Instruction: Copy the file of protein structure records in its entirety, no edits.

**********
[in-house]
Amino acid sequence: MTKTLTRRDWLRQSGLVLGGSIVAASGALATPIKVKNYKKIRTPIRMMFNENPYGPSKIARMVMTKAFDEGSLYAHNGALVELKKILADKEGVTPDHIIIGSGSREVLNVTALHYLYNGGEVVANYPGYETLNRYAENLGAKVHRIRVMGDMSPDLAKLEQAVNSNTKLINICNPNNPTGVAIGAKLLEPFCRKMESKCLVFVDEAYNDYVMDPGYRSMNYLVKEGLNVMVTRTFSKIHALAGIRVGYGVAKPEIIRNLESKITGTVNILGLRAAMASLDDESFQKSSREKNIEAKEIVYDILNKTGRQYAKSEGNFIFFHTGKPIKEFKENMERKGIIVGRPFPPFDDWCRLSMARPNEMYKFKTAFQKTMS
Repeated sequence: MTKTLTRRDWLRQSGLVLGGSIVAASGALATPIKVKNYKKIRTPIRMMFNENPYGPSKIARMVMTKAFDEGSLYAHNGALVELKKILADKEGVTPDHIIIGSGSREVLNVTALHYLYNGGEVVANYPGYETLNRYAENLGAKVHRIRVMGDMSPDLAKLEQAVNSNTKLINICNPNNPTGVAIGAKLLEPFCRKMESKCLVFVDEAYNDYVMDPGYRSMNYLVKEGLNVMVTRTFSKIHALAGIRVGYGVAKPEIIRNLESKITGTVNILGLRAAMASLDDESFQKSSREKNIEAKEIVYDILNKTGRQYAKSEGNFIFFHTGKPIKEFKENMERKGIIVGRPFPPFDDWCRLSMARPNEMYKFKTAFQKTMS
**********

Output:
[in-house]
Amino acid sequence: MTKTLTRRDWLRQSGLVLGGSIVAASGALATPIKVKNYKKIRTPIRMMFNENPYGPSKIARMVMTKAFDEGSLYAHNGALVELKKILADKEGVTPDHIIIGSGSREVLNVTALHYLYNGGEVVANYPGYETLNRYAENLGAKVHRIRVMGDMSPDLAKLEQAVNSNTKLINICNPNNPTGVAIGAKLLEPFCRKMESKCLVFVDEAYNDYVMDPGYRSMNYLVKEGLNVMVTRTFSKIHALAGIRVGYGVAKPEIIRNLESKITGTVNILGLRAAMASLDDESFQKSSREKNIEAKEIVYDILNKTGRQYAKSEGNFIFFHTGKPIKEFKENMERKGIIVGRPFPPFDDWCRLSMARPNEMYKFKTAFQKTMS
Repeated sequence: MTKTLTRRDWLRQSGLVLGGSIVAASGALATPIKVKNYKKIRTPIRMMFNENPYGPSKIARMVMTKAFDEGSLYAHNGALVELKKILADKEGVTPDHIIIGSGSREVLNVTALHYLYNGGEVVANYPGYETLNRYAENLGAKVHRIRVMGDMSPDLAKLEQAVNSNTKLINICNPNNPTGVAIGAKLLEPFCRKMESKCLVFVDEAYNDYVMDPGYRSMNYLVKEGLNVMVTRTFSKIHALAGIRVGYGVAKPEIIRNLESKITGTVNILGLRAAMASLDDESFQKSSREKNIEAKEIVYDILNKTGRQYAKSEGNFIFFHTGKPIKEFKENMERKGIIVGRPFPPFDDWCRLSMARPNEMYKFKTAFQKTMS